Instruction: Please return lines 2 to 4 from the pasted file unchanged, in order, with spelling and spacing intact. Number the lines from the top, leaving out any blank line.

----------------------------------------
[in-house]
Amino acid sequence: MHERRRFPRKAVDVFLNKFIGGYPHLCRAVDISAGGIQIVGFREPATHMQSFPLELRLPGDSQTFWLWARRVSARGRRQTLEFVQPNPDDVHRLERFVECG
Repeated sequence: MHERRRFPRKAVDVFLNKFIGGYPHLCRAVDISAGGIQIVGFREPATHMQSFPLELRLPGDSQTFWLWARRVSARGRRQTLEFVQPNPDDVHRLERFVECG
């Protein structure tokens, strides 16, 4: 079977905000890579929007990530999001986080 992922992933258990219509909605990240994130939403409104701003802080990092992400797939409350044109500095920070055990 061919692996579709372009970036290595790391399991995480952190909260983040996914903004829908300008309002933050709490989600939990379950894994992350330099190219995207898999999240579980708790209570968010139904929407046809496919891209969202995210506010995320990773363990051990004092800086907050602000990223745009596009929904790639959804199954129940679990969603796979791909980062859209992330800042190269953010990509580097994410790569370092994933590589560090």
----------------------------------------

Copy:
Amino acid sequence: MHERRRFPRKAVDVFLNKFIGGYPHLCRAVDISAGGIQIVGFREPATHMQSFPLELRLPGDSQTFWLWARRVSARGRRQTLEFVQPNPDDVHRLERFVECG
Repeated sequence: MHERRRFPRKAVDVFLNKFIGGYPHLCRAVDISAGGIQIVGFREPATHMQSFPLELRLPGDSQTFWLWARRVSARGRRQTLEFVQPNPDDVHRLERFVECG
């Protein structure tokens, strides 16, 4: 079977905000890579929007990530999001986080 992922992933258990219509909605990240994130939403409104701003802080990092992400797939409350044109500095920070055990 061919692996579709372009970036290595790391399991995480952190909260983040996914903004829908300008309002933050709490989600939990379950894994992350330099190219995207898999999240579980708790209570968010139904929407046809496919891209969202995210506010995320990773363990051990004092800086907050602000990223745009596009929904790639959804199954129940679990969603796979791909980062859209992330800042190269953010990509580097994410790569370092994933590589560090």